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The Cataclysm of Supernova

The Cataclysm of Supernova

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Published by Vincent S Ryan

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Published by: Vincent S Ryan on Nov 22, 2007
Copyright:Attribution Non-commercial


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The cataclysm :supernovae
Let's go back to our journey when all the core - at least thebiggest part of it- of the star has burned into carbon, but nowlet's assume that the initial star has a mass greater than 6 or 7solar masses. The carbon core is able to collapse because of itsown weight, and carbon in the star begins fusion intomagnesium. At this time, the inner temperature is greater thanhundreds of millions of degrees.
The star is becominglike an onion, where thedifferent concentriclayers correspond todifferent fusionreactions. Theoutermost layer isburning hydrogen (H) toform helium(He), next,it's helium which ischanging into carbon(C),then oxygen(O) isforming, and when wego deeper to the core,we find more and moreheavy elements :neon(Ne), sodium, magnesium(Mg), silicon(Si), sulphur(S),nickel, cobalt and, at last iron(Fe).
Iron can't change into any other element, simply because thereis no more energy : it accumulates in the core, which at thesame time fills withelectron degenerate matter.Outer layers are contracting, so the mass of the core is gettingbigger and bigger, but it has no more energy to fight againgravity. When its mass reaches the critical Chandrasekharmass, - this name comes from an Indian physicist - whosevalue is around 1.4 solar masses, it suddenly collapses,dragging along the outer layers of the stars. This collapsegenerates a hugemecanical energywhose transfert to theouter layers results inthe explosion of thestar, producing one of the most luminousevents known : thesupernova. This supernova is called 'type II', as opposed to the 'type I' what we have previously seen.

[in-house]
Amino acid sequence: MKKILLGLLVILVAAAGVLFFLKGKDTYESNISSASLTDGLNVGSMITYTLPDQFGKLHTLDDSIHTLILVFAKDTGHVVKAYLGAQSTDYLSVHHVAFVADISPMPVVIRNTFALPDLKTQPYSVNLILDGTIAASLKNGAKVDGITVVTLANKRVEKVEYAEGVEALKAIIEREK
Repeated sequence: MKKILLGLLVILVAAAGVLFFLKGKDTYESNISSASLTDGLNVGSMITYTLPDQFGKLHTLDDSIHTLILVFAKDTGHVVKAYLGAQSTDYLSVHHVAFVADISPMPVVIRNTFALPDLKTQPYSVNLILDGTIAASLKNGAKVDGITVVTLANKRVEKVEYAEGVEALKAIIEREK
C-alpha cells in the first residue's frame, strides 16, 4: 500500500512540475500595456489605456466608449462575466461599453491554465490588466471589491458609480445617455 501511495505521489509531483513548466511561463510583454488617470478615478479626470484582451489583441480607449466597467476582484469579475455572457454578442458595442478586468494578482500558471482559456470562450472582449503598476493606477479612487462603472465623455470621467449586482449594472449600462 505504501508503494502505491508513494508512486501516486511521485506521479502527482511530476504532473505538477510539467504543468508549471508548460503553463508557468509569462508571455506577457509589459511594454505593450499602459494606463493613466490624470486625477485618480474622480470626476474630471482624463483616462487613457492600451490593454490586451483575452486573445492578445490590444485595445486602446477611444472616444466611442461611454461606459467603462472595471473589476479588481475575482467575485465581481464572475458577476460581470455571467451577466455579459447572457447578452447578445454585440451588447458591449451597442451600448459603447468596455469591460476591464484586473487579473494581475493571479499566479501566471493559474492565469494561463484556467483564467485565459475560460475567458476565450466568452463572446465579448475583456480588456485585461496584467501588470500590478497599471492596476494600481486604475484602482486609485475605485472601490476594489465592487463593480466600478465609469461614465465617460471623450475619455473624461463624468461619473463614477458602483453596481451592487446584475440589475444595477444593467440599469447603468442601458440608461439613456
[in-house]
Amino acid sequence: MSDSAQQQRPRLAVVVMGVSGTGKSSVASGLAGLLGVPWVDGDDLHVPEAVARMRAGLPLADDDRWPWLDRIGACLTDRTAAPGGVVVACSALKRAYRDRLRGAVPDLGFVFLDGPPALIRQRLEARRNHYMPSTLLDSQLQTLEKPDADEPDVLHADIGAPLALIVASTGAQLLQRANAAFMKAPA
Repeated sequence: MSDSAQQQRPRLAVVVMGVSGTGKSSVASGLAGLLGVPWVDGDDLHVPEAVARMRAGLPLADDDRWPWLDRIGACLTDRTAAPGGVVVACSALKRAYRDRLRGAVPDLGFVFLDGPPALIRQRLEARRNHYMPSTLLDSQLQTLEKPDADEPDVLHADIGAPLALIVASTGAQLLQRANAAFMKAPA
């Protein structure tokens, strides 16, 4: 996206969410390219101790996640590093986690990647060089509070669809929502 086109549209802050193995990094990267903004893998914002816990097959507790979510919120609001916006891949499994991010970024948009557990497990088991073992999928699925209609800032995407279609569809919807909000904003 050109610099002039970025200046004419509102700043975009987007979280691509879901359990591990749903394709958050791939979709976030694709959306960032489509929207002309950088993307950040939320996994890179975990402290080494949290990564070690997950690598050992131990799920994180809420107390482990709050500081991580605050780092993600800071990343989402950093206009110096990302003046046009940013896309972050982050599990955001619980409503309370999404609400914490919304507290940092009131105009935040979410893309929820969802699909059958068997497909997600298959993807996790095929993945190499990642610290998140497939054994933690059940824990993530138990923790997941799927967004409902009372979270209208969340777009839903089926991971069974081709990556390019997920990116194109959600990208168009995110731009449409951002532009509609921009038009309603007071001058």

Supernova SN1999em, situated 25million light years away in thegalaxy NGC1637. It has been very recently discovered by the Chandraspace telescope, which works inthe Xray part of the spectrum.This star is radiating as much power as 50,000 suns in the Xray domain, and 200 million suns in thevisible part of the spectrum. A supernova can shine like tenbillions of suns, i.e. more than itsharbouring galaxy.
Source NASA / Lick Observatory 
 The fragments of the star are ejected at a speed which can befaster than 10.000 kilometres by second. They form a splendidnebula around the remnant of the star.
In the year 1054, a supernovashone in daylight for a few weeks. Il has given us this beautiful nebula,known as the 'Crab nebula' .Viewed from the Earth, thesupernova was brighter than Venusand is located more than 7000light   yearsaway.Source :ESO 
Such an explosion is powerful enough to briefly allow newfusionreactions in the iron core, permitting the generation of elements heavier than iron.All the elements that you can find on Earth, except hydrogenand helium, come from supernovae explosions.
Compared evolutions of starsof one, ten and thirty solar masses.Massive stars gothrough a 'red supergiant' stage,and disapear in asupernovaexplosion.

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